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Source: Confused about copyright? Assessing Researchers’ Comprehension of Copyright Transfer Agreements

The state of the field: An excerpt from the 2019 Library Publishing Directory | Library Publishing Coalition

From Melanie Schlosser via the Library Publishing Coalition:

“As much as we love the searchable online interface for the Library Publishing Directory, it doesn’t include the introduction found in the print, PDF, and EPUB versions. Each year, the Directory‘s introduction includes a ‘state of the field’ based on that year’s data that highlights trends and new developments in library publishing as reported by the programs that contribute their information. To make it easier to find, we are republishing that portion of the introduction here. This year’s introduction was written by Alexandra Hoff, Jessica Kirschner, Janet Swatscheno, and Robert Browder, with an assist from me. Enjoy!”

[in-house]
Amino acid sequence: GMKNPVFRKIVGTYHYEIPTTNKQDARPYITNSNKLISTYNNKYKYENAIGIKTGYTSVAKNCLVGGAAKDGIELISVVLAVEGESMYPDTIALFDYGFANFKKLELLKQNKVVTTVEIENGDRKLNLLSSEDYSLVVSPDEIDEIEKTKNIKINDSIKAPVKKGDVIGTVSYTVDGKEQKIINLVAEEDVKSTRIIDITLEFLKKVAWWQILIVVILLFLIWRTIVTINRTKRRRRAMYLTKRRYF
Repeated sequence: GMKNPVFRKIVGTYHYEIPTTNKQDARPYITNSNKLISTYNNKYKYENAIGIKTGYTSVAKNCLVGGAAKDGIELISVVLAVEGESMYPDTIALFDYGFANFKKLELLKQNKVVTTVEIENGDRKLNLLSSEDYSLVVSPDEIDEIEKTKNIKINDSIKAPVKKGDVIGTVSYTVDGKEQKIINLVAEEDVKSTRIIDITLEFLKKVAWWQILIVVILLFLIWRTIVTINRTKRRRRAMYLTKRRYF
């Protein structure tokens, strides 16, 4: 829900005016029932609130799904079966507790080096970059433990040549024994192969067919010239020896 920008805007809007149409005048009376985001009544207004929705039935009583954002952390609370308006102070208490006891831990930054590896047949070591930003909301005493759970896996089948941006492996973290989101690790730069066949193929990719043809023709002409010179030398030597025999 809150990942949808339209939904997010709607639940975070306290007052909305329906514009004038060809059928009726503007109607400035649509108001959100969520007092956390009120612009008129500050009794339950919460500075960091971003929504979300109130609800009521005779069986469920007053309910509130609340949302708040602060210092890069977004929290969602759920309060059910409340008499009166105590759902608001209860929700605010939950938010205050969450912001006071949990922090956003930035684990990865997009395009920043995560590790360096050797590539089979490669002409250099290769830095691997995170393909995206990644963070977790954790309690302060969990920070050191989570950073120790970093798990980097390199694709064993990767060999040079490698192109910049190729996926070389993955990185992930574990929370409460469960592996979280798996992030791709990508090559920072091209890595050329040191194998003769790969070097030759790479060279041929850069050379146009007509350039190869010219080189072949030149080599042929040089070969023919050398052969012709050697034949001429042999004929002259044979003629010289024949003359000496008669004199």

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Source: The state of the field: An excerpt from the 2019 Library Publishing Directory | Library Publishing Coalition

OER: A Field Guide for Academic Librarians | Pacific University Press

From Wesolek, Lashley, and Langley via Pacific University Press:

“We intend this book to act as a guide writ large for would-be champions of OER, that anyone—called to
action by the example set by our chapter authors—might serve as guides themselves. The following chapters
tap into the deep experience of practitioners who represent a meaningful cross section of higher education
institutions in North America. It is our hope that the examples and discussions presented by our authors will
facilitate connections among practitioners, foster the development of best practices for OER adoption and
creation, and more importantly, lay a foundation for novel, educational excellence.”

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Source: OER: A Field Guide for Academic Librarians | Pacific University Press